Weekly Torah Commentary – Kedoshim May 6, 2016

Leviticus 19-20

In last week’s Torah portion, we were given several commandments prohibiting certain behaviors.  In this week’s reading, we move to positive commandments.

The section opens with these words:

The Lord also said to Moses, ‘Give the following instructions to the entire community of Israel.  You must be holy because I, the Lord your God, am holy…….’Do not seek revenge or bear a grudge against a fellow Israelite, but love your neighbor as yourself. I am the Lord.’

By connecting these two commandments within the section, we understand that from God’s point of view, there is no true holiness without loving others.  As has been said, ‘If you cannot love your brother whom you do see, how can you love God whom you do not see?’

Holiness is defined as the state or quality of being holy.  Becoming holy is a process  comprised of daily choices that in reality boil down to one fundamental choice: will I live by God’s instructions or not?

In this week’s portion, for instance, there are also the commands: ‘Do not spread slanderous gossip among your people’ and ‘Do not nurse hatred in your heart for any of your relatives.’  Both of these relate directly to the commandment: ‘love your neighbor as yourself.’

Every time we choose to bite our tongue rather than lash out in anger at someone else, we take a step towards holiness.  Every time I pass up the opportunity to gossip about someone, I take another step towards holiness.

Now here’s the rub.  We all get hurt – it’s part of life.  But…what we sometimes forget is this: we all hurt others as well.  It’s a two way street.  We may not intend it but it happens. If we want understanding and forgiveness from someone we may have offended, then it is incumbent upon us to be ready and willing to forgive those who offend or hurt us.

Centuries ago, Rabbi Akiva said: ‘That which is despicable to you, do not do to your fellowman; this is the whole Torah, and the rest is commentary, go and learn it.”  In other words, treat other people the way you want to be treated yourself…and do it first!  Can you imagine what this world would be like if as a society we all lived by this principle?

Why don’t we?

Consider: Moses had ample opportunities to be offended.  Remember when his sister and brother spoke against him in Numbers 12?  Yet in that very passage, God called him ‘the most humble man in all the earth.’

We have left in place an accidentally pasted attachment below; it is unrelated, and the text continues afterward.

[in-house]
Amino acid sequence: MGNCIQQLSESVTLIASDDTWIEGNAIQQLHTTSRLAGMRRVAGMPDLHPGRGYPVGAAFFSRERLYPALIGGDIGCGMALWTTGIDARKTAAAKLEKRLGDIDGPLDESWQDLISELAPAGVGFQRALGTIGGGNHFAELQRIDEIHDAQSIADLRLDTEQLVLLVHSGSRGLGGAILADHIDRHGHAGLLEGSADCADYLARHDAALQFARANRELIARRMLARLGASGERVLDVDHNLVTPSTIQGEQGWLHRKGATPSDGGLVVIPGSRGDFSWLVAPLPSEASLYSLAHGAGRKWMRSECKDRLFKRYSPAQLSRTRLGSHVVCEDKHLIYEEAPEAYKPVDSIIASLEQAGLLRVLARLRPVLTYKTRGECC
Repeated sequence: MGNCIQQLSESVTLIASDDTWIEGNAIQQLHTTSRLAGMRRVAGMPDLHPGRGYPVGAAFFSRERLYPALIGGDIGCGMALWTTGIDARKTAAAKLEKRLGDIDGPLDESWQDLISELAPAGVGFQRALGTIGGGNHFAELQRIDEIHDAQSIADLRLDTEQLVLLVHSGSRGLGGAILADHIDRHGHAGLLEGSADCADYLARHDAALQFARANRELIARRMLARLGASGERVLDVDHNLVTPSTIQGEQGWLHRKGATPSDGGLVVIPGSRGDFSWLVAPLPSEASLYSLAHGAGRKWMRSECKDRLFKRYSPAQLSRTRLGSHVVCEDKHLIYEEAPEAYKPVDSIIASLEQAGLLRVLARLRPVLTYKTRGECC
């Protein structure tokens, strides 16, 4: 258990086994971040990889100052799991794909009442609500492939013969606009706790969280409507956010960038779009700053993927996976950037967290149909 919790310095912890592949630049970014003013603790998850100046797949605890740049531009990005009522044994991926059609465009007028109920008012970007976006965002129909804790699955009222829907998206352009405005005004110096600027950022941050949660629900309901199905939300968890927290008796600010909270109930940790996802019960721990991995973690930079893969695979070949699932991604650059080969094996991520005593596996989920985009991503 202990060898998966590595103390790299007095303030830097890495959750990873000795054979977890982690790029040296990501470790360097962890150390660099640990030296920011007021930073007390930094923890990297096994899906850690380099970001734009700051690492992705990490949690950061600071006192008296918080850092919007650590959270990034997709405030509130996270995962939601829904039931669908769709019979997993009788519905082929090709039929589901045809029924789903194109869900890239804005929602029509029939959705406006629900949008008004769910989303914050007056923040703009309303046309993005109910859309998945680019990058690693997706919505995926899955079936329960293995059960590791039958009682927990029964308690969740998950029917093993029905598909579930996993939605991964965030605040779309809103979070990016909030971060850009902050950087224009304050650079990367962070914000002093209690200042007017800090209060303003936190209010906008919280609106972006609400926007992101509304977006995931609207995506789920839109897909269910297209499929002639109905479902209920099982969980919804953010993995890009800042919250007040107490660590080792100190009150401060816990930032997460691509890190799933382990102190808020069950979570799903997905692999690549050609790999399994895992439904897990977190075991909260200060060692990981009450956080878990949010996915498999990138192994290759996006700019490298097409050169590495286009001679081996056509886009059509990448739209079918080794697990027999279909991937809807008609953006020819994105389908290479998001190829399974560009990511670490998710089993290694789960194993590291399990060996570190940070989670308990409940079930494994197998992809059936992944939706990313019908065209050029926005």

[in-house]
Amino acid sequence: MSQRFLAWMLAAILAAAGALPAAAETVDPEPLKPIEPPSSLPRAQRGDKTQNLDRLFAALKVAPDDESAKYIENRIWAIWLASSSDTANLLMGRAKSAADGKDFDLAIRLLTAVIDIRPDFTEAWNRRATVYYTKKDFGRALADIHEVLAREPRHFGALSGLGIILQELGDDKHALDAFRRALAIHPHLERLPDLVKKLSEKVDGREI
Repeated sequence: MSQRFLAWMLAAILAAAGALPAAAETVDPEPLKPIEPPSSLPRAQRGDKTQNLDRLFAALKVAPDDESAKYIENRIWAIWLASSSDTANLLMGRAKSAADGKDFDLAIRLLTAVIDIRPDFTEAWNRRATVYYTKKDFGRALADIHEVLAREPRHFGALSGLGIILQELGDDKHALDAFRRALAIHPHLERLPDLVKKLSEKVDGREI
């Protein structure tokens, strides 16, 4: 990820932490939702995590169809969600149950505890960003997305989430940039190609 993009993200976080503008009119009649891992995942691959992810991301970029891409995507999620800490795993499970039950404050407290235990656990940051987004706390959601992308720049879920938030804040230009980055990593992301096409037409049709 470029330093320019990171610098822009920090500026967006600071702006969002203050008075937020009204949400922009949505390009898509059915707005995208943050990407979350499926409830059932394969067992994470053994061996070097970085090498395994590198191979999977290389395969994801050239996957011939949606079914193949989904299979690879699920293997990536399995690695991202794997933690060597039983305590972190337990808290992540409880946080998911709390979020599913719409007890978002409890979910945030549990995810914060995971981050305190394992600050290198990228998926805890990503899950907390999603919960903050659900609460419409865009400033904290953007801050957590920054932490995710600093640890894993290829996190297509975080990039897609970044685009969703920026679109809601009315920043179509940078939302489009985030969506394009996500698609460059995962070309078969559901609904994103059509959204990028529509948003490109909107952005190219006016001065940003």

Humility is not weakness; it is the fundamental character of a person who understands that we are all fallible; everyone of us makes mistakes.  Therefore, when someone behaves or speaks in a way that irks me or annoys me, rather than react in anger and lash out, humility causes me to take a step back and recognize my own fallibility.  As I do, an attitude of understanding and compassion can arise in me towards the offender.

That does not mean we just let people get away with anything and everything.  Absolutely not.  But it does mean that if I am in the position to address the offense and offer some correction or means of reconciliation, I do so maintaining respect for the offender, not belittling or demeaning him or her but communicating in a clear and appropriate manner, designed to minimize any damage to the relationship.

To walk in love towards others requires willingness on our part to exercise patience, kindness and humility.  To walk in love towards others is no small matter.  But it IS a commandment. Therefore, if we have dedicated our lives to following God and His Word, the choice has already been made.

May God help each of us to live up to our commitment.

In Tune with Torah this week = honestly assess how you are doing in this matter?  Do you love your spouse, your children, your neighbors, your co-workers, as you love yourself? What does that mean to you?

Shabbat shalom and a blessed weekend to you.




Weekly Torah Commentary – Vayikra March 18, 2016

Leviticus 1 – 5

The third book of the Torah, Leviticus, (Vayikra in Hebrew) begins in an unusual way and reminds us that originally the Torah was not divided up into chapters and books but was one continuous narrative.


“And (He) called out to Moshe, and God spoke to him. “  The previous book, Exodus, came to an end rather abruptly and the story continues into the first chapter of Leviticus, a fact lost on some readers who don’t make the fundamental connection between the two books.

Of course, God calling out to man – especially to Moshe – is not an unusual occurrence in the Torah; however, this opening verse is different. For the first time, God calls out from within the completed Tabernacle. When we begin to read Leviticus in the context of the final verses of Exodus, we suddenly realize that this new book is the culmination of the Exodus itself.  The prophet, Jeremiah, actually helps us gain insight: